It seems like F# code often pattern matches against types. Certainly
match opt with | Some val -> Something(val) | None -> Different()
But from an OOP perspective, that looks an awful lot like control-flow based on a runtime type check, which would typically be frowned on. To spell it out, in OOP you'd probably prefer to use overloading:
type T = abstract member Route : unit -> unit type Foo() = interface T with member this.Route() = printfn "Go left" type Bar() = interface T with member this.Route() = printfn "Go right"
This is certainly more code. OTOH, it seems to my OOP-y mind to have structural advantages:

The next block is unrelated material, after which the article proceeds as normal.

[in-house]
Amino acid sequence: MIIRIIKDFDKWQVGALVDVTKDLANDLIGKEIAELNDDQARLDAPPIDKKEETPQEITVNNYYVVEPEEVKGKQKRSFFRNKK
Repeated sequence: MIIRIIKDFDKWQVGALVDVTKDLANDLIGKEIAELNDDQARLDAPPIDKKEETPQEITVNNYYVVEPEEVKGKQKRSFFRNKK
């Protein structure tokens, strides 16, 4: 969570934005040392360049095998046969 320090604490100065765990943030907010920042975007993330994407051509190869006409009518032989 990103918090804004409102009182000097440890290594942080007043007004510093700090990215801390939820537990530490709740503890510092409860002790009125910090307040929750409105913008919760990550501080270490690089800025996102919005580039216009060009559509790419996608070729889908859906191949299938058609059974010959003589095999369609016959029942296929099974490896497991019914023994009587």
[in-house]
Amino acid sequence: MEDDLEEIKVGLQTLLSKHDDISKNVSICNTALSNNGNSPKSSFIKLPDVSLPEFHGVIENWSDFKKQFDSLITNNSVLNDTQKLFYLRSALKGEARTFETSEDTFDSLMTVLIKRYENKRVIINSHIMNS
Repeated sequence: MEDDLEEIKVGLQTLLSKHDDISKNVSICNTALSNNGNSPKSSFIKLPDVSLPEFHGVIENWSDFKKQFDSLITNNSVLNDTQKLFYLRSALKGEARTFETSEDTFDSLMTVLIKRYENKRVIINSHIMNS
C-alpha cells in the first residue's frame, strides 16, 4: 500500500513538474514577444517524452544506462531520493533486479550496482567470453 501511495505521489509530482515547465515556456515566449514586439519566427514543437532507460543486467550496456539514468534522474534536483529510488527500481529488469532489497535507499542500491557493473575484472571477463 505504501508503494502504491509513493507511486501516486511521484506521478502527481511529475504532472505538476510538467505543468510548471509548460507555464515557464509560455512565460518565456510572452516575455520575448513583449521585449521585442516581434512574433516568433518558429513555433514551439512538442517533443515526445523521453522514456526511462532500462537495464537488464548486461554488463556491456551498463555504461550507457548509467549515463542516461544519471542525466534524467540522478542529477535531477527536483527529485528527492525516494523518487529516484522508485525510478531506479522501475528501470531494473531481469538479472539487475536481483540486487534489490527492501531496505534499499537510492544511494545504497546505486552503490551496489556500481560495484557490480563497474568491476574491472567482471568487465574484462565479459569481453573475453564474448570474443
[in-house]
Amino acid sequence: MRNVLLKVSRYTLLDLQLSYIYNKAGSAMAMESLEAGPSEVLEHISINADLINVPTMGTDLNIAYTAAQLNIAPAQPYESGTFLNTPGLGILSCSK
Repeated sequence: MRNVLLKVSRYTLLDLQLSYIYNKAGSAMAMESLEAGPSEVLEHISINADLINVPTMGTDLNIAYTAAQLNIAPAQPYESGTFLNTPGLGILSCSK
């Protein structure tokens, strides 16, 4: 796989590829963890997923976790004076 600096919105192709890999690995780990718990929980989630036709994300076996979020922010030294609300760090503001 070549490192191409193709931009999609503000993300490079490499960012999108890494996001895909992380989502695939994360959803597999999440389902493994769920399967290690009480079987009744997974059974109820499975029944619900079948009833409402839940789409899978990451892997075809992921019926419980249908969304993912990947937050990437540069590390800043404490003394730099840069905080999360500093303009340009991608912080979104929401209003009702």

- extension to a new form of
- I don't have to worry about finding duplication of the route-choosing control flow; and
- route choice is immutable in the sense that once I have a
Fooin hand, I need never worry about
Are there advantages to pattern-matching against types that I'm not seeing? Is it considered idiomatic or is it a capability that is not commonly used?